I was actually staying in Waltham and attending a violin varnishing workshop in Concord. There is a lot to say about everything I learned, but there is also a lot to say about having been in Boston at this time. So I think I need two separate posts. The next one will be about the varnish workshop. This one will be a hodgepodge of everything else.
Where to even begin? I thought things were off to an inauspicious start when I arrived at the Boston airport and was unable to rent a car. I figured how hard could that be? Fly into a major American city and just, you know, get a rental car? However, I was informed again and again that I was out of luck because of Marathon Monday and Patriot Day. I had been unaware of the impending marathon, and I'd never heard of Patriot Day. There turned out to be a car rental place next door to where I was staying and I was able to pick one up later, but the only thing they had was a Prius which took some getting used to. (I never got comfortable with the idea that you didn't need a key to start the car and was constantly in a panic about remembering to lock the doors which is something I don't normally do.)
A friend from my college days was kind enough to let me sleep in her artist studio on Moody St in Waltham. It was nice to spend some time with her, and I liked that I didn't feel as if I were imposing on her in her actual home which is in Watertown. There wound up being other reasons it was good not to be staying in Watertown.
|Blooms on Moody St|
The Patriot Day parade goes right through the center of town. This made getting to my workshop by car a bit of a challenge and I had to park on some random street far away, but I did get to see people marching in period costumes and carrying muskets. Even olde time parades have the same silly inflatable plastic junk for sale on the sidelines, and I wished my kids could have been there. I loved seeing all the families gathered for what was obviously a beloved tradition. I got hopelessly lost on foot trying to get around all of it but was assisted by friendly people and eventually found my way.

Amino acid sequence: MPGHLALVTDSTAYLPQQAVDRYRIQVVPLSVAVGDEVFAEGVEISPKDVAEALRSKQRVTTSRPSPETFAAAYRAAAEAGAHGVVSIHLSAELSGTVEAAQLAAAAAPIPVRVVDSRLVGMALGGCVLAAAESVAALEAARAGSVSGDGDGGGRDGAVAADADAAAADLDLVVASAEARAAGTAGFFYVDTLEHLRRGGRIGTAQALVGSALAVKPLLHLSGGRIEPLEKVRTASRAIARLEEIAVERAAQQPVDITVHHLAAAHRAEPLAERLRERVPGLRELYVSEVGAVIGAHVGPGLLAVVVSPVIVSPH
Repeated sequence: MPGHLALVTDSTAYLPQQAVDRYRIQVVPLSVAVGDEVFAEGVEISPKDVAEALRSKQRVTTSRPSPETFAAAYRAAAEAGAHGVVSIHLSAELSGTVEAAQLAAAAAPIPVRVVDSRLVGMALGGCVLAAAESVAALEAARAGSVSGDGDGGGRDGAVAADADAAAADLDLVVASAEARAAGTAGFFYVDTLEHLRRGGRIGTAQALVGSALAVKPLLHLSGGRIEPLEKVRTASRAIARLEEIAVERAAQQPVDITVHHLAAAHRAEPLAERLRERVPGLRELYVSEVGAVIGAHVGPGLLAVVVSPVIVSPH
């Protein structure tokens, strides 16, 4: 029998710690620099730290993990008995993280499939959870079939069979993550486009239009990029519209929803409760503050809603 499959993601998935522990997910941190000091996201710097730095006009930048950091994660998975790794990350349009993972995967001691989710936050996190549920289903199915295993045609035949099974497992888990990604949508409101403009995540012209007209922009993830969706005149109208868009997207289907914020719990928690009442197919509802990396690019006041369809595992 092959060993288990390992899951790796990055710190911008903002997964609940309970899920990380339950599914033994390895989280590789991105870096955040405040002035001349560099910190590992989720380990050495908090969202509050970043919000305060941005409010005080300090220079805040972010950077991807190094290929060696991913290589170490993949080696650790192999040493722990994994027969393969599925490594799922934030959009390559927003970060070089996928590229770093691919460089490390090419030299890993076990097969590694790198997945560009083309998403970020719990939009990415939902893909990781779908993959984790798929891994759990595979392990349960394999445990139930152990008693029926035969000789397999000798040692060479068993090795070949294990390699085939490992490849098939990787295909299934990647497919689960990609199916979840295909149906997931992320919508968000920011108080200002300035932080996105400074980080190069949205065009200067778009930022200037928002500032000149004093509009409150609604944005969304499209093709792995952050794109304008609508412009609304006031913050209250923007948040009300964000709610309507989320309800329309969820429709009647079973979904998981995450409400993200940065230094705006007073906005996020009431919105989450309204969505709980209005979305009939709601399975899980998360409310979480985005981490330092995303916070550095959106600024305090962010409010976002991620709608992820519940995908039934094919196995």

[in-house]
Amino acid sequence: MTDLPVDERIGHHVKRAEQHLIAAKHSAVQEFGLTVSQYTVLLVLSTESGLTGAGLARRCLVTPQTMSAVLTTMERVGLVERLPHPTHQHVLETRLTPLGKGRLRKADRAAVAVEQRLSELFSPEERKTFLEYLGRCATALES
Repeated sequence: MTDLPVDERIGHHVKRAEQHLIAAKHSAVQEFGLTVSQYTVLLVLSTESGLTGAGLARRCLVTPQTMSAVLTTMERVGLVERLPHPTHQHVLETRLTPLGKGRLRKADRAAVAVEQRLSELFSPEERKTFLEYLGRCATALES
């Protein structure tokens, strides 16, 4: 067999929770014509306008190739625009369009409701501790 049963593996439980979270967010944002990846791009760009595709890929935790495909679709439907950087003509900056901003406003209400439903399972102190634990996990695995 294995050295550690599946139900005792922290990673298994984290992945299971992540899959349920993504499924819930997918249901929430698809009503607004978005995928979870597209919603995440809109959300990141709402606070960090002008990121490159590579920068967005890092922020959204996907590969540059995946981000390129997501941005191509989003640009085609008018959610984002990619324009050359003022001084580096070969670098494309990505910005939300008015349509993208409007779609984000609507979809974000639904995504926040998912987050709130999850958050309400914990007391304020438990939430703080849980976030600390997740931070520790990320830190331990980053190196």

The experience of being in the varnish workshop was very insular. There were just over a dozen of us and we were deeply absorbed in our work. No TV, and radio and internet were sporadic at best. At some point on Monday during a demonstration outside a couple of people started getting information on their phones about some kind of explosion at the marathon. I didn't hear anything further until my drive home. The only real news I got was on the car radio while going to and from Concord. It was very hard to tell how much of the marathon bombing news was a national (or international) story, or if it was dominating everything there because it was local.
It was definitely strange knowing that friends and family back in Milwaukee likely knew more details about all of it than I did actually in Boston. I saw some still photos online that I wish I could unsee. I teared up anytime I saw a picture of the 8-year old boy who was killed. I caught a bit of footage of the explosions on CNN in the background in a restaurant that night. I heard President Obama's words later in an interfaith service, and a bit of Yo Yo Ma playing cello. But other than that I was not being saturated in news about that (or any other) tragedy.
And I have to say, it was a relief. I remember hearing after Columbine that one of the problems for children following such an event is that they don't understand when the news replays footage on an endless loop that it isn't still happening and they remain perpetually frightened. I'm not sure it's any different for adults. 9/11 was one horrible day, but in my mind it feels like years of horror somehow. Sandy Hook about destroyed me. The bombing at the Boston Marathon? Just felt like one awful day.
I'm torn about how we process such tragedies anymore. On the one hand, it seems like a disservice to those who have suffered not to hear their tale. To turn your back seems cruel. It seems fitting on some level to wallow in loss alongside those who are grieving. But at some point it is simply borrowed pain, and maybe is not appropriate. All I know is with the tragedy in Boston cut off from me as I buried myself in work there, I did not feel emotionally dragged down as I might have been if the events were relentlessly replayed for me hour after hour for days on end. I may have to be smarter in future about learning when to shut the news off.